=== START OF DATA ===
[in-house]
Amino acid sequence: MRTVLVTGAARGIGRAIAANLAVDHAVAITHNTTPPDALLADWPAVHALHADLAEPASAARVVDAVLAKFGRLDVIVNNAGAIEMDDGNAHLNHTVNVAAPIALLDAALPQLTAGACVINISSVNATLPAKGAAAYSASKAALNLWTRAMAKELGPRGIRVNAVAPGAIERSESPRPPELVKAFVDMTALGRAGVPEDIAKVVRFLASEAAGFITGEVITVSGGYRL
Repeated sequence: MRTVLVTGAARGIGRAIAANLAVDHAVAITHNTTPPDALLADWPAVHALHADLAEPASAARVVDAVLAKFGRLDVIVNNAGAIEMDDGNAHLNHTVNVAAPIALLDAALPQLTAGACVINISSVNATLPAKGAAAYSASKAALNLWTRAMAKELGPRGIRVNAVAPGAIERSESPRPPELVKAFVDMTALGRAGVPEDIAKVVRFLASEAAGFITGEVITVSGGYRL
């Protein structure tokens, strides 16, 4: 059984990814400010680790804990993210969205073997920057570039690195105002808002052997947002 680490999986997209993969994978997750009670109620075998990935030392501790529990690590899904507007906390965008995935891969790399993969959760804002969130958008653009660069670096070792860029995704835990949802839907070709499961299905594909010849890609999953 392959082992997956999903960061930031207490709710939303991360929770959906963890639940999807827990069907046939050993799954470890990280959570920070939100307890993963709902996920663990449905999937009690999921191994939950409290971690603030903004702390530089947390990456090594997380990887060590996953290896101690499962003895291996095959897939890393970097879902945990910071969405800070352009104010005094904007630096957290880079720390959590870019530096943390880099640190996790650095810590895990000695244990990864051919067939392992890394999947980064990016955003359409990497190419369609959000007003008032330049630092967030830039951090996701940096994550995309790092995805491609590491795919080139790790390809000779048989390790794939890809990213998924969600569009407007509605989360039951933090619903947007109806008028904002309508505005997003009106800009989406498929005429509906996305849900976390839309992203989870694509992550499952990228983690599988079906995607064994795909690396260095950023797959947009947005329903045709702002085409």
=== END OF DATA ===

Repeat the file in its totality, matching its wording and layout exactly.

[in-house]
Amino acid sequence: MRTVLVTGAARGIGRAIAANLAVDHAVAITHNTTPPDALLADWPAVHALHADLAEPASAARVVDAVLAKFGRLDVIVNNAGAIEMDDGNAHLNHTVNVAAPIALLDAALPQLTAGACVINISSVNATLPAKGAAAYSASKAALNLWTRAMAKELGPRGIRVNAVAPGAIERSESPRPPELVKAFVDMTALGRAGVPEDIAKVVRFLASEAAGFITGEVITVSGGYRL
Repeated sequence: MRTVLVTGAARGIGRAIAANLAVDHAVAITHNTTPPDALLADWPAVHALHADLAEPASAARVVDAVLAKFGRLDVIVNNAGAIEMDDGNAHLNHTVNVAAPIALLDAALPQLTAGACVINISSVNATLPAKGAAAYSASKAALNLWTRAMAKELGPRGIRVNAVAPGAIERSESPRPPELVKAFVDMTALGRAGVPEDIAKVVRFLASEAAGFITGEVITVSGGYRL
């Protein structure tokens, strides 16, 4: 059984990814400010680790804990993210969205073997920057570039690195105002808002052997947002 680490999986997209993969994978997750009670109620075998990935030392501790529990690590899904507007906390965008995935891969790399993969959760804002969130958008653009660069670096070792860029995704835990949802839907070709499961299905594909010849890609999953 392959082992997956999903960061930031207490709710939303991360929770959906963890639940999807827990069907046939050993799954470890990280959570920070939100307890993963709902996920663990449905999937009690999921191994939950409290971690603030903004702390530089947390990456090594997380990887060590996953290896101690499962003895291996095959897939890393970097879902945990910071969405800070352009104010005094904007630096957290880079720390959590870019530096943390880099640190996790650095810590895990000695244990990864051919067939392992890394999947980064990016955003359409990497190419369609959000007003008032330049630092967030830039951090996701940096994550995309790092995805491609590491795919080139790790390809000779048989390790794939890809990213998924969600569009407007509605989360039951933090619903947007109806008028904002309508505005997003009106800009989406498929005429509906996305849900976390839309992203989870694509992550499952990228983690599988079906995607064994795909690396260095950023797959947009947005329903045709702002085409």